Like any other marketing activity, being clear about your objective with Twitter is extremely important. This sounds simple enough, but without a clear objective you will always be wondering what your next Tweet should be about.

Twitter is just a tool – a very useful one though. Don’t use it just because everyone else is. Define the goals that you want to achieve through it and tailor your tweets and profile accordingly.
Your profile ultimately defines your brand image on Twitter. Make sure it reflects everything that your company is about.

There are 5 main elements of your Twitter profile:

Display Picture: Never leave it blank, either use your company logo or the owner’s picture, preferably a head shot.

Background Image: Use an image that signifies your products or services and relates clearly with the message of your brand.

Profile Description: Don’t try to play too much with words in your profile description. Describe your company using the most relevant keywords that resonate with your target market.

Location: Don’t try to be too cute by using Earth and Milky way as your location. Leave the humour for later.

Profile Template: Just like the background image, the profile template helps you stamp your Twitter profile with your brand image. Ideally, you should be looking to use a high quality image that symbolizes your company.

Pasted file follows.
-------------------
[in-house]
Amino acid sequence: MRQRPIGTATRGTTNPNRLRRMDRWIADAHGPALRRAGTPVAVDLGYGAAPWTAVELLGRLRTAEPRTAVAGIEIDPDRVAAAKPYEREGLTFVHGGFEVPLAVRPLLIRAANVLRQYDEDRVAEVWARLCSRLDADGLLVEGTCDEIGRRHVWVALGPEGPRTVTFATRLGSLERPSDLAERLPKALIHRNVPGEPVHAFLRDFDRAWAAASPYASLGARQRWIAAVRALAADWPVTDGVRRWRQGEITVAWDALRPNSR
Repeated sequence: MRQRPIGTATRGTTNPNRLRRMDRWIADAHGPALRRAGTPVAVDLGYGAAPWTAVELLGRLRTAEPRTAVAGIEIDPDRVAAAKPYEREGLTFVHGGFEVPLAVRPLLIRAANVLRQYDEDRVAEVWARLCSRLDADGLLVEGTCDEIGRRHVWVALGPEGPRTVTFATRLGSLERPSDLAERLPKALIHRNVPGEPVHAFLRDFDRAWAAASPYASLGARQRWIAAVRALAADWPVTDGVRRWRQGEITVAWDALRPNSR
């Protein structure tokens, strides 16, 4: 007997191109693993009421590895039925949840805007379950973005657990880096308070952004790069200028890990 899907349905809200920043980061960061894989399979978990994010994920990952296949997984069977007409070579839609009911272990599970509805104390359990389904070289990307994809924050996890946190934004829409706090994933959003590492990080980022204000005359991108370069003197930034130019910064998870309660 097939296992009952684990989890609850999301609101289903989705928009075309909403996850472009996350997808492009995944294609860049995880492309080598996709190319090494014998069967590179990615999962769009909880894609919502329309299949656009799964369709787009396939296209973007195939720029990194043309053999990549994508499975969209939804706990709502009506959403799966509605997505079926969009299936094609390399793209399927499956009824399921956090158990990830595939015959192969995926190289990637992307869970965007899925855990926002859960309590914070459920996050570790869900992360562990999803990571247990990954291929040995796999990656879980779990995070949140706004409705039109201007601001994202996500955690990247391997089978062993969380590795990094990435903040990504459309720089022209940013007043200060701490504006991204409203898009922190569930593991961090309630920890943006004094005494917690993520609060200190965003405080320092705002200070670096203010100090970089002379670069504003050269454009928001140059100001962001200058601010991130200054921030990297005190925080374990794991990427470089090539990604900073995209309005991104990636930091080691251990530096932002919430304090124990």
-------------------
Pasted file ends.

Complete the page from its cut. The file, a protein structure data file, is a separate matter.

Twitter is about getting in touch with people most relevant to your business. Start with your existing customers. Follow them and let them spread the word for you.

Similarly, follow the most influential people in your industry and start engaging them. As a small business owner, you’ll need to go after people initially.

Another good way to start is by studying the followers of your competitors. Have a good look at them and follow the ones you find most relevant to your business.

But make sure you don’t end up following hundreds of irrelevant users. The following/follower ratio is a delicate matter and, although, you should not be worried about it at the start, you still need to strike the right balance.
Even though your Tweets are only going to be 140 characters in length, but that doesn’t make quality content any less important.

In fact, if anything, it further amplifies the need for on spot and engaging content.

Again, competitor analysis is the best place to start. Have a detailed look at your competitors who’ve had the most success on Twitter. Study the style of their Tweets, not because you should copy them, but just to give you an idea of what works with your target market.

As a rule of thumb, never use Twitter for direct sales pitching. It’s not what Twitter has been made for. Also, don’t spam your followers with links to your blogposts or product pages.

Twitter is an engagement platform, a very powerful one. Use its strength to get close to your target market.

Identify the most common problems of your target audience and Tweet about their solutions.

Also, be generous in Retweeting useful content from other Twitter users and sharing useful industry insights.

Try to understand the needs of your followers and get direct/indirect feedback on your products or services.
Not everyone is online all the time so you need to make sure that your best Tweets are seen by as many of your followers as possible.

You can do that with services like the Buffer app. Schedule your Tweets according to different time zones so that most of your followers get to see them.
It’s always good to get a few quick and early Retweets whenever you Tweet something special. That, of course, is not entirely in your hand though.